Rahul Sharma (Editor)

Eresus sandaliatus

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Kingdom  Animalia
Family  Eresidae
Scientific name  Eresus sandaliatus
Higher classification  Eresus
Order  Spider
Suborder  Araneomorphae
Genus  Eresus
Phylum  Arthropoda
Rank  Species
Eresus sandaliatus invertebratescience The Ladybird Spider Eresus sandaliatus
Similar  Eresus, Ladybird spider, Velvet spider, Eresus cinnaberinus, Eresus moravicus

Eresus sandaliatus is a species of spider found primarily in northern and central Europe. Like other species of the genus Eresus, it is commonly called ladybird spider because of the coloration of the male.


Eresus sandaliatus Ladybird Spider Eresus sandaliatus Biopix photoimage 42980

E. sandaliatus is one of the three species into which Eresus cinnaberinus or Eresus niger has been divided.

Marieh needderkop eresus sandaliatus


Eresus sandaliatus Eresus sandaliatus Ladybird Spider Danish Spiders

Male E. sandaliatus are generally 6 to 9 millimetres (0.24 to 0.35 in) (a little bit smaller than other species of the E. cinnaberinus complex) and characterized by a bright orange back featuring four large and two small ebony spots. White hairs are never present on the back, and legs always lack red hairs. In contrast, the females are 10 to 16 millimetres (0.39 to 0.63 in) and jet-black.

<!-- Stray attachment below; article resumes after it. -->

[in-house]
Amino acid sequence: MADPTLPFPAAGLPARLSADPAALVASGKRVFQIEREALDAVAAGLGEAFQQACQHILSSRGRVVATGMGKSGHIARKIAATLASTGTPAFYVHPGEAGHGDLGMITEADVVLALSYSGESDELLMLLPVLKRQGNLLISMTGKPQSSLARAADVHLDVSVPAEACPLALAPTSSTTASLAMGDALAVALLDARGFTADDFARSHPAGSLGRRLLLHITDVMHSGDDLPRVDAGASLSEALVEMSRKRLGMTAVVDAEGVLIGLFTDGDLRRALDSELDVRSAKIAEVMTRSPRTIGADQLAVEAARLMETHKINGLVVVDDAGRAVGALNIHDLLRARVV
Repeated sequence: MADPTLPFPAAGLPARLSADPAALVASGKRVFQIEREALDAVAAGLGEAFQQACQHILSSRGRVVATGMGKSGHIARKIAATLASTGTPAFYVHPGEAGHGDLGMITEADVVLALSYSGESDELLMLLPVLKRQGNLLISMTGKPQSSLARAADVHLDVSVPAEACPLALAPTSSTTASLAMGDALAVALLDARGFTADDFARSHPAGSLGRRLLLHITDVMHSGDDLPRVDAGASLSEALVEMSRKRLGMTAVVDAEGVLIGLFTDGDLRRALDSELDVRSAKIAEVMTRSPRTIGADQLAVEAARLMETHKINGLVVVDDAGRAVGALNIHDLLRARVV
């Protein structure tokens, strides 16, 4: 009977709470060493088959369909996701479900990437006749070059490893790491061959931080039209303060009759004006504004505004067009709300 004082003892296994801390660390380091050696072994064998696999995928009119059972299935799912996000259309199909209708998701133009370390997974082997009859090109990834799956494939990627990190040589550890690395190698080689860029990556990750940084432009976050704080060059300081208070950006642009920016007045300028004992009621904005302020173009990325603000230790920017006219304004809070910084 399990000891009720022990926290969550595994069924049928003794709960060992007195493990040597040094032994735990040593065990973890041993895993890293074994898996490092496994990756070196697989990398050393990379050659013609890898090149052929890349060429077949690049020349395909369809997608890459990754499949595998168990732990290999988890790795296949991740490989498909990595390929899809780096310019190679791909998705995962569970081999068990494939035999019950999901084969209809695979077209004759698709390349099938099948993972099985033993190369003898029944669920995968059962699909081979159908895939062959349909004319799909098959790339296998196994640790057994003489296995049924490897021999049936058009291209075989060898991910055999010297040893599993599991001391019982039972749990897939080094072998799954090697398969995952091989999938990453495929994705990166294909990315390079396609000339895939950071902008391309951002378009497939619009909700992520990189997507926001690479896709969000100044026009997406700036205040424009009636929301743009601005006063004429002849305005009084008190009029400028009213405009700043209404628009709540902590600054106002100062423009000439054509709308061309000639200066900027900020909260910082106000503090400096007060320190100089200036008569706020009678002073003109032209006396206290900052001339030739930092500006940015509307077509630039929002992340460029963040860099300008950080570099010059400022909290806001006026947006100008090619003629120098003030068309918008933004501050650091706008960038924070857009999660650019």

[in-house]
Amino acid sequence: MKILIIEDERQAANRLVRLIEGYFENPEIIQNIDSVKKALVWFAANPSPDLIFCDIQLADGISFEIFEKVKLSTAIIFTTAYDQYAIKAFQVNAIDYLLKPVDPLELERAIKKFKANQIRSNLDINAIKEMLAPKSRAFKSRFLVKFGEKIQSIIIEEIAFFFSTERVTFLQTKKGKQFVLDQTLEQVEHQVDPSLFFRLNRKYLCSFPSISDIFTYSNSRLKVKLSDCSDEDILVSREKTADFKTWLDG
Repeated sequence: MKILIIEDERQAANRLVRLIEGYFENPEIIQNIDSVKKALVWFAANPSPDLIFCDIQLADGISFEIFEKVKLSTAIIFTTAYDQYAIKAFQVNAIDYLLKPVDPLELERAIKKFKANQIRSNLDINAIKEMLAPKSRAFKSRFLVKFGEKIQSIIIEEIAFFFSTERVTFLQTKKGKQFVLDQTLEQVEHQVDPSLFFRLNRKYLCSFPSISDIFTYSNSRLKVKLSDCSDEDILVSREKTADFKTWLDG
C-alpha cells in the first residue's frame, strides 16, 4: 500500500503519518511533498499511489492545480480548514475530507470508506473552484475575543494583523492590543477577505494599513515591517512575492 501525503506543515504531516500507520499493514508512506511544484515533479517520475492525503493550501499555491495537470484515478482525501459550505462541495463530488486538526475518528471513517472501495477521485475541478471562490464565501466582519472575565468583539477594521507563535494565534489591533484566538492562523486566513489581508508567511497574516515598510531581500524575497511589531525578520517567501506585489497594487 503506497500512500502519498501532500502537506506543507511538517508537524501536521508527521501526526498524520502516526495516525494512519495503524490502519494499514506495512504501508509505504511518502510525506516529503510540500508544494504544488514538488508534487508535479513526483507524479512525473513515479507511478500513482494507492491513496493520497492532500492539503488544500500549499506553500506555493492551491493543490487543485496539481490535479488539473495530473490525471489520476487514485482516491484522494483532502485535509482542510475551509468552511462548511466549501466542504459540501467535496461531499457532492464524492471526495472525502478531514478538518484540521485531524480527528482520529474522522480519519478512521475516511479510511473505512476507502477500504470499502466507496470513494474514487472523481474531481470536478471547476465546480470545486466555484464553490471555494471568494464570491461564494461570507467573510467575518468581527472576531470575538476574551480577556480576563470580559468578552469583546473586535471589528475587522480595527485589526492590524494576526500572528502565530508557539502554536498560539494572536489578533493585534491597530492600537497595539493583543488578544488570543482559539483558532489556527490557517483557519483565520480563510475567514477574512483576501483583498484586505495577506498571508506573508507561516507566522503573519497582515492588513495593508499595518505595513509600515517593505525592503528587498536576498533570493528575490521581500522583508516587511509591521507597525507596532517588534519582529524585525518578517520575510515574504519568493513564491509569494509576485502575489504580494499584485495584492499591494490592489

Eresus sandaliatus httpsuploadwikimediaorgwikipediacommonsthu

Males enter the adult stage in early September, but overwinter in their webs and search for females only in May or June of the next year. Otherwise, this species is very similar to other species of E. cinnaberinus complex. After the 35-80 eggs hatch, the spiderlings receive a liquid from the mouth of the female. The female later seems to digest its own body, which leads to her death a few days later. The spiderlings then suck on the mother. The next spring they leave the web and build their own in close vicinity.


E. sandaliatus is native to Europe, from England and southern Norway to northern Italy.


Eresus sandaliatus Eresidae lady bird spider

It is classified as endangered by the British Red Data Book and hence protected under the 1981 Wildlife and Countryside Act.

Eresus sandaliatus Eresus sandaliatus Wikipdia

In 1993 it was estimated that only about 50 individual ladybird spiders were left in Britain, mainly due to deprivation of an appropriate habitat. In 2000, however, over 600 separate ladybird spiders were counted, probably owing to the efforts of English Nature's Species Recovery Programme and affiliated operations.

Eresus sandaliatus Eresidae lady bird spider


Eresus sandaliatus Wikipedia

Similar Topics
Eresus moravicus
Velvet spider